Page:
How a Tax Break to Help Poor Communities Became a Bonanza for the Rich

At least some struggling neighborhoods are already starting to receive investments.

In Birmingham, for example, a developer is using opportunity-zone funds to convert a building, vacant for decades, into 140 apartments primarily aimed at the local work force.

“We are seeing projects that are being announced here in Alabama that would not have happened otherwise,” said Alex Flachsbart, founder of Opportunity Alabama, which is trying to steer investors to economically struggling neighborhoods.

Similar projects are getting underway in Erie, Cleveland and Charlottesville, Va. Goldman Sachs is using some of its capital gains — profits on the company’s own investments — in opportunity zones, including $364 million for mixed-income housing developments in Salt Lake City, Baltimore and other cities.

Mr. Case, the AOL co-founder, and Derrick Morgan, a former professional football player, are among those who have announced that they will invest in opportunity-zone projects that are designed to address clear social and economic problems.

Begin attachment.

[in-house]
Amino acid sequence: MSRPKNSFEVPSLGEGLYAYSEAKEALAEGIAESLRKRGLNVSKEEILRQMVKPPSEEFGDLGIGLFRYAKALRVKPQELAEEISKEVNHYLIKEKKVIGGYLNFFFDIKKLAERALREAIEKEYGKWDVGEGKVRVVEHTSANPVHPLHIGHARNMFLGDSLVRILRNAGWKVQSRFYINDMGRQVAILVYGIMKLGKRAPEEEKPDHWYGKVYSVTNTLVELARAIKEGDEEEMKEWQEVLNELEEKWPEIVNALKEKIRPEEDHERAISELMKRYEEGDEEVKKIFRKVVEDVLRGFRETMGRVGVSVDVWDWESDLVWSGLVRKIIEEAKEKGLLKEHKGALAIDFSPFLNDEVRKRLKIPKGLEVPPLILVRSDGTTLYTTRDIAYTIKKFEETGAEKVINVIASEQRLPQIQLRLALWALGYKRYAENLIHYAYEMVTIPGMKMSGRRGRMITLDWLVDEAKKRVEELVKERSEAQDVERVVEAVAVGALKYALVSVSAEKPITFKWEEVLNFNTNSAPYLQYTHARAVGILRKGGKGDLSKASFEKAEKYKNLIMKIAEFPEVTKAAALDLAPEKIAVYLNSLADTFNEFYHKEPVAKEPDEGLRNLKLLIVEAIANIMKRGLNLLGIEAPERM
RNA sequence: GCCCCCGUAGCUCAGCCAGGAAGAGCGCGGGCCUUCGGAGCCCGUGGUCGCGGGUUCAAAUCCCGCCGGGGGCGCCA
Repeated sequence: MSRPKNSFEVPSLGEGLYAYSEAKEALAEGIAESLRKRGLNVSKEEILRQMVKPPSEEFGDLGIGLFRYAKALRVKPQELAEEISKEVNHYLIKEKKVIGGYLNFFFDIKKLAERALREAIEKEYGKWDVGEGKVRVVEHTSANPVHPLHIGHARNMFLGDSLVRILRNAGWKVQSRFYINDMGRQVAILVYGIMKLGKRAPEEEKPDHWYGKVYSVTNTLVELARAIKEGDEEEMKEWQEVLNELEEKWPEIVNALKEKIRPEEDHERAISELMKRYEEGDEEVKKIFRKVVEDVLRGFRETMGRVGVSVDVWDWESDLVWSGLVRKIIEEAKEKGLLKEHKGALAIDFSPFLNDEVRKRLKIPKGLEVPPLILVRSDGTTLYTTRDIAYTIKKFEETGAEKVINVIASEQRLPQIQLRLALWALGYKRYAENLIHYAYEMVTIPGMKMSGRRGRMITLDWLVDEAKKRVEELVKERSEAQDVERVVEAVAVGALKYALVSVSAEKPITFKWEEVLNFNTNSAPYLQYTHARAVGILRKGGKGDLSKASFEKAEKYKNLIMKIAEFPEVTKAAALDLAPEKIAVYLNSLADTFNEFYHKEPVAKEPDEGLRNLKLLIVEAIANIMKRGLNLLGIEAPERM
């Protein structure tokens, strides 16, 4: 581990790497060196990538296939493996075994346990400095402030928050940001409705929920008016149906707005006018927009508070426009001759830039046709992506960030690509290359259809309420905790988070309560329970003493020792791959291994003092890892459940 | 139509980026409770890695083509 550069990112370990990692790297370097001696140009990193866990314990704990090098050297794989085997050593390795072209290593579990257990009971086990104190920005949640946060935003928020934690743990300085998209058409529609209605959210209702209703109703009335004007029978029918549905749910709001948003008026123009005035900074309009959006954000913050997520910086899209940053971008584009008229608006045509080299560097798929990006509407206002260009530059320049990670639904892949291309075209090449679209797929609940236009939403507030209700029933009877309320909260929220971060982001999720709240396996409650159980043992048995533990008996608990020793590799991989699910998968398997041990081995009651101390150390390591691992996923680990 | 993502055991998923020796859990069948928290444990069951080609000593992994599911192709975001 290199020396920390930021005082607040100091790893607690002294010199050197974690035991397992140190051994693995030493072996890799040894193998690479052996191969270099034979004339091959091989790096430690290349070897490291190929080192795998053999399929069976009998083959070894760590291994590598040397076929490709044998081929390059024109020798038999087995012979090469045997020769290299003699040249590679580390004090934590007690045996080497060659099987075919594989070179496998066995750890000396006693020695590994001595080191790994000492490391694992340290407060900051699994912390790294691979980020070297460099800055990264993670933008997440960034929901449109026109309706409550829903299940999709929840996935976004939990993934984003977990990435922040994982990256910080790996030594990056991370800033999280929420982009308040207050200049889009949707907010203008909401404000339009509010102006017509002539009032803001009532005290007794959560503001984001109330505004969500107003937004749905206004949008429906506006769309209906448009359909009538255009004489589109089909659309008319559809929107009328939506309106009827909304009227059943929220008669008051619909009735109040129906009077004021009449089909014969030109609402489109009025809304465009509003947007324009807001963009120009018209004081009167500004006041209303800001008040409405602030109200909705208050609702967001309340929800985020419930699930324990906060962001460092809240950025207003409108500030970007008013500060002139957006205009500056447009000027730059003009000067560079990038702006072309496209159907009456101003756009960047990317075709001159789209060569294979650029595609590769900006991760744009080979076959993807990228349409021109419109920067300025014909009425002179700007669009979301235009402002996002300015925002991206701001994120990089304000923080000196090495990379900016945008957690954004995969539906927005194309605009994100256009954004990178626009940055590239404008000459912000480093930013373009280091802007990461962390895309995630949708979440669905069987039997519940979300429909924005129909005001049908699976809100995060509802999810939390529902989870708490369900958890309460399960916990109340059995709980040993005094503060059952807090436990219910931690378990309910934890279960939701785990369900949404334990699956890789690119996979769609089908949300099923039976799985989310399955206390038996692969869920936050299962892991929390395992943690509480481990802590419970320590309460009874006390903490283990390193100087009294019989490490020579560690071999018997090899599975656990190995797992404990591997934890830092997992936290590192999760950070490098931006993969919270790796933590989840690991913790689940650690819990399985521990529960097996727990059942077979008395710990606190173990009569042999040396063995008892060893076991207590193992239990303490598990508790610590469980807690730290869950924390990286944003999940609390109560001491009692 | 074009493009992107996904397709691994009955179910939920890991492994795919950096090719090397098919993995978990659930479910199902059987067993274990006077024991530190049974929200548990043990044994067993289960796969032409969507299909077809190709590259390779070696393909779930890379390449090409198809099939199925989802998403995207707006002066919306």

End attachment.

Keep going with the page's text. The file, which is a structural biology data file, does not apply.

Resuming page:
As he announced his retirement from the Tennessee Titans in July, Mr. Morgan wrote on Instagram that his goal would be to “create more opportunities for those who are underserved and overlooked” in communities like Coatesville, Pa., where he went to high school.

Emanuel J. Friedman, a hedge fund manager, is using some of his capital gains and money he has raised from others to build 11 warehouses in rural Jasper County, S.C., near the Savannah seaport. The warehouses won’t employ many people, but he said the jobs would offer higher wages than hotel housekeeping positions at the nearby Hilton Head resort, where many area residents now work.

“Of course it will make a difference,” Mr. Friedman said. “It is mind-boggling. It is the best thing I have ever done.”

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